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Title: The effect of debonding on the vibration behaviour of CFRP/epoxy sandwich panels
Author: Tsai, Shang-Nan
ISNI:       0000 0004 9356 9107
Awarding Body: Imperial College London
Current Institution: Imperial College London
Date of Award: 2019
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Fibre composite materials are widely used because they are light but strong. This work discusses two topics of composites: 1. Vibration behaviours of debonded sandwich structures. 2. The fracture and fatigue behaviours of carbon fibre reinforced polymers (CFRPs) with nanoparticle-modified sizing. Debonds between the facesheets and the core of sandwich structures can weaken the structures, whilst affecting its vibration response. The vibration behaviours of sandwich structures were analysed by conducting hammer impact tests and finite element simulations on the structures with different debond configurations, facesheet stacking, matrix modifiers and curvatures. For the flat structure using the [0°]4 facesheets, the natural frequency significantly decreased by 57 % when there was an 80 mm debonded region due to the reduction in the stiffness. The natural frequencies of the bending modes dropped most significantly when two debonds were present in the same location for both upper and lower facesheets. The curvature had more effect on the lateral modes than other modes since the mode shapes involved torsional movements. Reduction in the natural frequencies can cause a structure to vibrate at resonance and hence cause structural failure, which is critical for the applications of sandwich structures. Fibre composites with thermoset polymer matrices are widely used, but the brittleness of thermoset polymers used as the matrix can limit their applications. In this work, silica nanoparticles (SNPs) were used to modify two carbon-fibre sizings. Mode I interlaminar fracture tests and fatigue crack growth tests were conducted on the sizing-modified CFRPs. Although there was no significant change in the fatigue crack growth rate, the fracture energy was significantly increased from 166 J/m2 to 220 J/m2 with the addition of only 0.89 wt% on fibre weight of SNPs. This is significantly more efficient than directly adding SNPs into the matrix to achieve the same improvement.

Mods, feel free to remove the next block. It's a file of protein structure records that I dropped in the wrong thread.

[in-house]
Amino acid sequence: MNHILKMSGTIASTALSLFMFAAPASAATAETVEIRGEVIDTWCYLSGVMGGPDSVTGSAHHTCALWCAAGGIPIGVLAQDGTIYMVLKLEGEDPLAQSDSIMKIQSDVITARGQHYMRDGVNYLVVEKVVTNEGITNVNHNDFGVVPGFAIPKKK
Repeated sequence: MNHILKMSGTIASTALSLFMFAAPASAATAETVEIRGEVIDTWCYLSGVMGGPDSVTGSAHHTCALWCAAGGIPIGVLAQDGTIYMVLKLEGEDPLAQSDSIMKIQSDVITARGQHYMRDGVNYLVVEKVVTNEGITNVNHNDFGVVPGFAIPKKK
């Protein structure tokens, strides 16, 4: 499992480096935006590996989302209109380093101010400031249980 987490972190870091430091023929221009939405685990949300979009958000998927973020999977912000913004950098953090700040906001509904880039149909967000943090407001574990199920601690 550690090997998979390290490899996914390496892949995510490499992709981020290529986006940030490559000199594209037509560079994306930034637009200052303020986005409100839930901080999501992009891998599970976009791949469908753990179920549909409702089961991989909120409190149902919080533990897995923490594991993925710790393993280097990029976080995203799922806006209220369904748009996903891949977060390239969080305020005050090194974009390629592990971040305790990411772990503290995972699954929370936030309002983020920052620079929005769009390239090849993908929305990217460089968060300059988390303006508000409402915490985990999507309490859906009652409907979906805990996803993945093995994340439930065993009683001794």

Supervisor: Taylor, Ambrose ; Pimenta, Soraia Sponsor: Ministry of Education, Republic of China (Taiwan) ; Irish Research Council ; European Commission ; Royal Society (Great Britain)
Qualification Name: Thesis (Ph.D.) Qualification Level: Doctoral